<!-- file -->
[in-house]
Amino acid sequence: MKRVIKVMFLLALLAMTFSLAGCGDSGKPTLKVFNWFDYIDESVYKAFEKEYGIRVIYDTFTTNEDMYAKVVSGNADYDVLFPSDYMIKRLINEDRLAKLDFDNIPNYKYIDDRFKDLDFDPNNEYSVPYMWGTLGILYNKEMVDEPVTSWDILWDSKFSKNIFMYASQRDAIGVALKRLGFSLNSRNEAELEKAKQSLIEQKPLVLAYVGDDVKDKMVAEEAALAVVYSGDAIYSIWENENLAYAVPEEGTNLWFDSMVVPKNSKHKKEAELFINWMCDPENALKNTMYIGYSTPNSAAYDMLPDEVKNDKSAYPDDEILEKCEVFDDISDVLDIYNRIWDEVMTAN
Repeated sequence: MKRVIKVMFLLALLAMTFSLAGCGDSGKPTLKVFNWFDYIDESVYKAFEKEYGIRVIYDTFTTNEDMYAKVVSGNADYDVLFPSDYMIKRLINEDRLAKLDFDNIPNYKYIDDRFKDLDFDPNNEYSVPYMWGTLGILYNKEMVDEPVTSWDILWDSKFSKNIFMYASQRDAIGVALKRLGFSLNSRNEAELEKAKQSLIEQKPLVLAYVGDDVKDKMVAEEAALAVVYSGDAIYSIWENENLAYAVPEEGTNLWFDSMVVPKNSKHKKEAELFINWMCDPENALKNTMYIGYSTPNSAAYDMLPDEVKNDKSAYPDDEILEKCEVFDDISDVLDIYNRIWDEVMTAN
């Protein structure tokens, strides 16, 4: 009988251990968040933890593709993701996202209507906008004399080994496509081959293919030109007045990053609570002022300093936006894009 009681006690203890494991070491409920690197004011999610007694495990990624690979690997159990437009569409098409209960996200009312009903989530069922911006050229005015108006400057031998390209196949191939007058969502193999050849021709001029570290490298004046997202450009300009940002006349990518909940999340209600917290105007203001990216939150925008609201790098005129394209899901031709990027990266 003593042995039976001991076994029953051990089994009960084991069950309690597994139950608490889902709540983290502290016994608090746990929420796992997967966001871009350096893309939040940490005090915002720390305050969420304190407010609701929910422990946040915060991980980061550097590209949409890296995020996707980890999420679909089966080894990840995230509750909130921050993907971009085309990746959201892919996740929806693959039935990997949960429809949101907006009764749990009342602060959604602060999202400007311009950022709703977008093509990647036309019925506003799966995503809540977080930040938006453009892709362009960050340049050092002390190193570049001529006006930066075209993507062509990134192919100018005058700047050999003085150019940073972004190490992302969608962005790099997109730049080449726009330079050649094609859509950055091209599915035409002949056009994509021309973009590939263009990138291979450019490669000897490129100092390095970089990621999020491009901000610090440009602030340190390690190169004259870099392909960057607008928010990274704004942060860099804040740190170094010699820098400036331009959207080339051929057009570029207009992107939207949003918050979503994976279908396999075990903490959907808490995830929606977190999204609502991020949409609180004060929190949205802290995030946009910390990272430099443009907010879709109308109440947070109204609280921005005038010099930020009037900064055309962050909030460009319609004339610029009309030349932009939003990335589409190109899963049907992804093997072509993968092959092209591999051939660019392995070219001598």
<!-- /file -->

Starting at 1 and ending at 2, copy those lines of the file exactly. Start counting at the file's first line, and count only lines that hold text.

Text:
[in-house]
Amino acid sequence: MKRVIKVMFLLALLAMTFSLAGCGDSGKPTLKVFNWFDYIDESVYKAFEKEYGIRVIYDTFTTNEDMYAKVVSGNADYDVLFPSDYMIKRLINEDRLAKLDFDNIPNYKYIDDRFKDLDFDPNNEYSVPYMWGTLGILYNKEMVDEPVTSWDILWDSKFSKNIFMYASQRDAIGVALKRLGFSLNSRNEAELEKAKQSLIEQKPLVLAYVGDDVKDKMVAEEAALAVVYSGDAIYSIWENENLAYAVPEEGTNLWFDSMVVPKNSKHKKEAELFINWMCDPENALKNTMYIGYSTPNSAAYDMLPDEVKNDKSAYPDDEILEKCEVFDDISDVLDIYNRIWDEVMTAN